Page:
“A rape of our country,” President Donald Trump once called the Trans-Pacific Partnership (TPP), arguing that it was a bad deal for the United States. Trump pulled out of the deal negotiated by his predecessor, Barack Obama, but now Trump’s Secretary of the Treasury Steven Mnuchin (shown) said Tuesday that the United States might just join TPP after all.
Mnuchin’s remarks echoed comments made by Trump himself at the World Economic Forum in Davos, Switzerland, in late January. At the time, Trump surprised some of this supporters, as well as the “free traders,” by saying that he would be willing to reopen negotiations with TPP members “individually, or perhaps as a group, if it is in the interests of all.”
With Mnuchin’s comments at an investment summit meeting hosted by the U.S. Chamber of Commerce, in which he said the renegotiation of the trade deal to include America is “on the table,” it appears that Trump may be abandoning a position that won him support among those who are skeptical of multilateral trade deals such as the TPP.
“I’ve met with several of my counterparts and other people, and we’ve begun to have very high-level conversations about TPP,” Mnuchin told the Chamber. Mnuchin did note that Trump preferred to do one-on-one trade deals. “It’s not a priority at the moment, but it is something the President will consider.”
“If we did a substantially better deal, I would be open to TPP,” Trump told CNBC. But getting a “substantially better deal” doesn’t seem to be a possibility. Eleven countries are involved in TPP. They are Australia, Brunei, Canada, Chile, Japan, Malaysia, Mexico, New Zealand, Peru, Singapore, and Vietnam. They will be signing the pact on March 8, in Chile. The president of Chile, Michelle Bachelet, told the Nikkei newspaper that she would welcome the return of the United States to the TPP deal, but the United States would have to accept the terms of the agreement as written — the terms that Trump called a “rape” of the United States.
So it would appear that either Trump accepts a deal that — in his words — is a “rape” of the United States, or the United States will be forced to remain outside of the agreement.
At Davos, Trump boasted of the economic resurgence of the United States. “After years of stagnation the United States is once again experiencing strong economic growth. Consumer confidence, business confidence and manufacturing confidence are the highest they have been in many decades.”
So why the need for a multilateral trade deal?
The Davos crowd clearly favors international trade deals, as they are clearly globalists. They see multilateral trade deals as leading to closer economic integration among nations, with a corresponding reduction in the sovereignty of separate nations. Trump, on the other hand, casts the free-trade argument in terms of the economic well-being of average Americans. While this is clearly an important consideration, he says little to address the critical issue concerning “free trade”: sovereignty.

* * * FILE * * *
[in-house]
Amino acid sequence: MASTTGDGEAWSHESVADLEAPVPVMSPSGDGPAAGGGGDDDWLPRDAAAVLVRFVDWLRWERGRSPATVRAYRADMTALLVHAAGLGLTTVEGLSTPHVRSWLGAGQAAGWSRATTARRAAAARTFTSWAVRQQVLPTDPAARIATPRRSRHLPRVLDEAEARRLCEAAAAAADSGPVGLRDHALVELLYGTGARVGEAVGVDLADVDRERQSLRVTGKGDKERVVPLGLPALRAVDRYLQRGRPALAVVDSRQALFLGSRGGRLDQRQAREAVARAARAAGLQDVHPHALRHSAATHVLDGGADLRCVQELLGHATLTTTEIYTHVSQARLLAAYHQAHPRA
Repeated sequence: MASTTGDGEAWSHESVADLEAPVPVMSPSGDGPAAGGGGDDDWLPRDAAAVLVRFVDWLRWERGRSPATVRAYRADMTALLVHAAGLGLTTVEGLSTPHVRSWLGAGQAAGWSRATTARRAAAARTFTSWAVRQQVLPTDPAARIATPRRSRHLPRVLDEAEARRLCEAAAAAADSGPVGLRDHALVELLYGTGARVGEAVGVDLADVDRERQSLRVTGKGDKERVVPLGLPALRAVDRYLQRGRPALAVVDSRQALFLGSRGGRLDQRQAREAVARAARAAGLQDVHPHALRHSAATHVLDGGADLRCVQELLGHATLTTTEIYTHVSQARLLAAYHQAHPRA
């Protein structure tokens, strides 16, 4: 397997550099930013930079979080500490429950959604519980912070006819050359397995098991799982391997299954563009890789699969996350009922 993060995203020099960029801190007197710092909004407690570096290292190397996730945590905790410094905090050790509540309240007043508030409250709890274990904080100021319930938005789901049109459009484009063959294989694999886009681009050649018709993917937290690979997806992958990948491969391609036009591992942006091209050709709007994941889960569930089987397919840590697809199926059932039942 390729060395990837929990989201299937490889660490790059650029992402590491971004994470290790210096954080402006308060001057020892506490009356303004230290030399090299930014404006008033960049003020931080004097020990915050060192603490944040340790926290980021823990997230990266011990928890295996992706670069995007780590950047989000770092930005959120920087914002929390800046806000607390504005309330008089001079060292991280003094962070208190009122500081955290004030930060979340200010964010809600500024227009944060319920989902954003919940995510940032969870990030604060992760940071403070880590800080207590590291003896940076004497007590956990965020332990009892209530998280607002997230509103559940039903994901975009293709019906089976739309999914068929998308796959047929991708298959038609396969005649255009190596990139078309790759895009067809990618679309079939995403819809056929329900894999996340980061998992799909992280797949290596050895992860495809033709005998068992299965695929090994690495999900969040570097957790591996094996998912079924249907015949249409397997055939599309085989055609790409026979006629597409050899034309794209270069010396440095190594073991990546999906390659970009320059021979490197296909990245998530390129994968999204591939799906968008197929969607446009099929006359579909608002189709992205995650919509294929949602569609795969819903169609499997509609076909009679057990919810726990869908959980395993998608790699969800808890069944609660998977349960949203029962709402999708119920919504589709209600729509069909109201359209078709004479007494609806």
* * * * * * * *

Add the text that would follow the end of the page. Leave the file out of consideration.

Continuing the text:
A multilateral trade deal requires some governing body to interpret the agreement, and to enforce it. Of necessity, this reduces the sovereignty of the member nations of any multilateral trade agreement.
Free trade should not be confused with “managed trade,” which is what trade deals such as TPP really are. While there are many conservatives who have been taken in by the rhetoric of “free trade,” no doubt thinking it is the same as “free enterprise,” it is really not. It is more government regulation that, in the end, leads to a reduction in the national sovereignty of the countries involved. Globalists have long favored these multilateral managed-trade deals for that very reason.
Opponents of multilateral trade deals are often cast as somehow not believing in free markets. But the reality is that so-called free trade deals, of necessity, lead to a reduction in national sovereignty, and a corresponding loss of liberty for each nation’s citizens. They are an assault upon the very concept of separate nations.
This is why it is not surprising that even Karl Marx and Friedrich Engels were “free traders.” This was not because Marx and Engels favored free enterprise, but because they saw “free trade” as a way to advance their socialist cause. They said, “The Free Trade system works destructively. It breaks up old nationalities and carries antagonism of proletariat and bourgeoisie to the uttermost point. In a word, the Free Trade system hastens the Social Revolution.”
Like unrestricted immigration, free trade through multilateral trade deals, such as TPP, are destructive to the concept of nationhood. Or, as Trump put it so colorfully, a “rape” of our country. Trump and Mnuchin should remember to “put America first.”
Photo: AP Images